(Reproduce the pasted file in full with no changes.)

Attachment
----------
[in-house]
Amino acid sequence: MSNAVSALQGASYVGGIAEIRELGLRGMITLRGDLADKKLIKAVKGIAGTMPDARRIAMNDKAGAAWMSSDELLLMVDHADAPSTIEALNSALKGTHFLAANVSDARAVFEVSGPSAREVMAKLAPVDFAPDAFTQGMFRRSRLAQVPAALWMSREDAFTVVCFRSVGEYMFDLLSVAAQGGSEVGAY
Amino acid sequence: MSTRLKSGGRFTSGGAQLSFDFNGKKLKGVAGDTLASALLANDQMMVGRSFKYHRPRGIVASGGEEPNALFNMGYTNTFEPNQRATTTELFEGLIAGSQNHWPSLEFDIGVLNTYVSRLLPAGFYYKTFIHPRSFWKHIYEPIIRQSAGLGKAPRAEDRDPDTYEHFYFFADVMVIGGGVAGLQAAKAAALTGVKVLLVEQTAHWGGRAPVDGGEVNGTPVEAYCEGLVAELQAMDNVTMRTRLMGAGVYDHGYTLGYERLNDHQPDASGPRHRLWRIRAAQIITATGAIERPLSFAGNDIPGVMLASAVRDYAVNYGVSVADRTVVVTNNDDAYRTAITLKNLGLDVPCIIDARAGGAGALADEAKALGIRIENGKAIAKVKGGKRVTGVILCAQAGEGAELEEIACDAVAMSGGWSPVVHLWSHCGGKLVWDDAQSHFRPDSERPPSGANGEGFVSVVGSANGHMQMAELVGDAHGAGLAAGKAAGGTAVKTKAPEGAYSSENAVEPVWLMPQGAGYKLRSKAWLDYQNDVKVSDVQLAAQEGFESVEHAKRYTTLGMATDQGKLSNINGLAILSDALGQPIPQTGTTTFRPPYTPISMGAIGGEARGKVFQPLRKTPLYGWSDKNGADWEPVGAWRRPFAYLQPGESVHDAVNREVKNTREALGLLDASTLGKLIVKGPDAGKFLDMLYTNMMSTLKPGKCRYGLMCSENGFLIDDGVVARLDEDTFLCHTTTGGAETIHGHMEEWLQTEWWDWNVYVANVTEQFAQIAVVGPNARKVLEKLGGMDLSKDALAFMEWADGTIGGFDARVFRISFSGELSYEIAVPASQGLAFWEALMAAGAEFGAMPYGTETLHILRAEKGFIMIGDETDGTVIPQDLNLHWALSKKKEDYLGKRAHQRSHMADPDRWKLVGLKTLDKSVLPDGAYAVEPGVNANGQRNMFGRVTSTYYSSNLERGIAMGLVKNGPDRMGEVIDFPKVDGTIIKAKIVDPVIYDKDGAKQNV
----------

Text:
[in-house]
Amino acid sequence: MSNAVSALQGASYVGGIAEIRELGLRGMITLRGDLADKKLIKAVKGIAGTMPDARRIAMNDKAGAAWMSSDELLLMVDHADAPSTIEALNSALKGTHFLAANVSDARAVFEVSGPSAREVMAKLAPVDFAPDAFTQGMFRRSRLAQVPAALWMSREDAFTVVCFRSVGEYMFDLLSVAAQGGSEVGAY
Amino acid sequence: MSTRLKSGGRFTSGGAQLSFDFNGKKLKGVAGDTLASALLANDQMMVGRSFKYHRPRGIVASGGEEPNALFNMGYTNTFEPNQRATTTELFEGLIAGSQNHWPSLEFDIGVLNTYVSRLLPAGFYYKTFIHPRSFWKHIYEPIIRQSAGLGKAPRAEDRDPDTYEHFYFFADVMVIGGGVAGLQAAKAAALTGVKVLLVEQTAHWGGRAPVDGGEVNGTPVEAYCEGLVAELQAMDNVTMRTRLMGAGVYDHGYTLGYERLNDHQPDASGPRHRLWRIRAAQIITATGAIERPLSFAGNDIPGVMLASAVRDYAVNYGVSVADRTVVVTNNDDAYRTAITLKNLGLDVPCIIDARAGGAGALADEAKALGIRIENGKAIAKVKGGKRVTGVILCAQAGEGAELEEIACDAVAMSGGWSPVVHLWSHCGGKLVWDDAQSHFRPDSERPPSGANGEGFVSVVGSANGHMQMAELVGDAHGAGLAAGKAAGGTAVKTKAPEGAYSSENAVEPVWLMPQGAGYKLRSKAWLDYQNDVKVSDVQLAAQEGFESVEHAKRYTTLGMATDQGKLSNINGLAILSDALGQPIPQTGTTTFRPPYTPISMGAIGGEARGKVFQPLRKTPLYGWSDKNGADWEPVGAWRRPFAYLQPGESVHDAVNREVKNTREALGLLDASTLGKLIVKGPDAGKFLDMLYTNMMSTLKPGKCRYGLMCSENGFLIDDGVVARLDEDTFLCHTTTGGAETIHGHMEEWLQTEWWDWNVYVANVTEQFAQIAVVGPNARKVLEKLGGMDLSKDALAFMEWADGTIGGFDARVFRISFSGELSYEIAVPASQGLAFWEALMAAGAEFGAMPYGTETLHILRAEKGFIMIGDETDGTVIPQDLNLHWALSKKKEDYLGKRAHQRSHMADPDRWKLVGLKTLDKSVLPDGAYAVEPGVNANGQRNMFGRVTSTYYSSNLERGIAMGLVKNGPDRMGEVIDFPKVDGTIIKAKIVDPVIYDKDGAKQNV